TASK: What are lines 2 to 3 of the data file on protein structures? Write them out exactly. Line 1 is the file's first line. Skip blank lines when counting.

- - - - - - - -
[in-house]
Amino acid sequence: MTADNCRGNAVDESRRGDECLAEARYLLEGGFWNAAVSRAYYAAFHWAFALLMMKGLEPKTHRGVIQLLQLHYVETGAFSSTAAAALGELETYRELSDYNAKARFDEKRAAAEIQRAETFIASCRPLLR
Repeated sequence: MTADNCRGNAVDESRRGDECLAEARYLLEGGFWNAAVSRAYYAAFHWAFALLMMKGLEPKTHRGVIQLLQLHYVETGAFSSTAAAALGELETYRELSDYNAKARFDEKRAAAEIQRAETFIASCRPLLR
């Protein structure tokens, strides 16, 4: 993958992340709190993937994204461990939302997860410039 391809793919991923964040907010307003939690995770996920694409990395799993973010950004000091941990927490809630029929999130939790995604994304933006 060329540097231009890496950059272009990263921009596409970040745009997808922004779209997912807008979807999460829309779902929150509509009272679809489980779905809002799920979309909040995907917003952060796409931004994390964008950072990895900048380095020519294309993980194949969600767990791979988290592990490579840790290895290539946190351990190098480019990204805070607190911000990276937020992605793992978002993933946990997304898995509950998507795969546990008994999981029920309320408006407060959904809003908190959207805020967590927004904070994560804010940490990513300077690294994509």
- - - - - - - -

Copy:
Amino acid sequence: MTADNCRGNAVDESRRGDECLAEARYLLEGGFWNAAVSRAYYAAFHWAFALLMMKGLEPKTHRGVIQLLQLHYVETGAFSSTAAAALGELETYRELSDYNAKARFDEKRAAAEIQRAETFIASCRPLLR
Repeated sequence: MTADNCRGNAVDESRRGDECLAEARYLLEGGFWNAAVSRAYYAAFHWAFALLMMKGLEPKTHRGVIQLLQLHYVETGAFSSTAAAALGELETYRELSDYNAKARFDEKRAAAEIQRAETFIASCRPLLR